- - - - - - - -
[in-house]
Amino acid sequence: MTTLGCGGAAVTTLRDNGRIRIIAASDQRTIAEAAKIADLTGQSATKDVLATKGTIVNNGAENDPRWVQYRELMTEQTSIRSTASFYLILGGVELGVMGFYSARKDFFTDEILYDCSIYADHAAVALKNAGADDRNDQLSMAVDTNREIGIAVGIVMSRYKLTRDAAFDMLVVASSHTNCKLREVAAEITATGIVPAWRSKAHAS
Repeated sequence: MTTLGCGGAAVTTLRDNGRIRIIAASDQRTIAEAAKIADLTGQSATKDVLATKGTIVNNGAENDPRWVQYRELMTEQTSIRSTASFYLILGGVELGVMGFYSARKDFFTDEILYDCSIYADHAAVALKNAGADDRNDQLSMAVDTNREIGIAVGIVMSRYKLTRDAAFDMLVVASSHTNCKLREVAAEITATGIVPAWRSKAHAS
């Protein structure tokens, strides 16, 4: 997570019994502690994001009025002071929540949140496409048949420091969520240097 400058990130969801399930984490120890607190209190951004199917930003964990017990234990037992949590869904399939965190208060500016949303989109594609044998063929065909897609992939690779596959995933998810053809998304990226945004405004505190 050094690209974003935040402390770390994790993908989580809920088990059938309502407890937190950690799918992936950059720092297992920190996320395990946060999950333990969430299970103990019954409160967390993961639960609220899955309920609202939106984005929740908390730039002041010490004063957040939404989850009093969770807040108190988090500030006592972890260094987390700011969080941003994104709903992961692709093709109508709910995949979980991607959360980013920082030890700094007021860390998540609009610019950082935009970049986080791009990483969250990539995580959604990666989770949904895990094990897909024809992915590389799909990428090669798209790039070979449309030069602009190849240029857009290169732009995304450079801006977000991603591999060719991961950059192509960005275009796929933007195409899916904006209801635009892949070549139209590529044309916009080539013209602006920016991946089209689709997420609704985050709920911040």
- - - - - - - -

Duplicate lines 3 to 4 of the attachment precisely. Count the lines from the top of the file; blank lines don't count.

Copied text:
Repeated sequence: MTTLGCGGAAVTTLRDNGRIRIIAASDQRTIAEAAKIADLTGQSATKDVLATKGTIVNNGAENDPRWVQYRELMTEQTSIRSTASFYLILGGVELGVMGFYSARKDFFTDEILYDCSIYADHAAVALKNAGADDRNDQLSMAVDTNREIGIAVGIVMSRYKLTRDAAFDMLVVASSHTNCKLREVAAEITATGIVPAWRSKAHAS
């Protein structure tokens, strides 16, 4: 997570019994502690994001009025002071929540949140496409048949420091969520240097 400058990130969801399930984490120890607190209190951004199917930003964990017990234990037992949590869904399939965190208060500016949303989109594609044998063929065909897609992939690779596959995933998810053809998304990226945004405004505190 050094690209974003935040402390770390994790993908989580809920088990059938309502407890937190950690799918992936950059720092297992920190996320395990946060999950333990969430299970103990019954409160967390993961639960609220899955309920609202939106984005929740908390730039002041010490004063957040939404989850009093969770807040108190988090500030006592972890260094987390700011969080941003994104709903992961692709093709109508709910995949979980991607959360980013920082030890700094007021860390998540609009610019950082935009970049986080791009990483969250990539995580959604990666989770949904895990094990897909024809992915590389799909990428090669798209790039070979449309030069602009190849240029857009290169732009995304450079801006977000991603591999060719991961950059192509960005275009796929933007195409899916904006209801635009892949070549139209590529044309916009080539013209602006920016991946089209689709997420609704985050709920911040």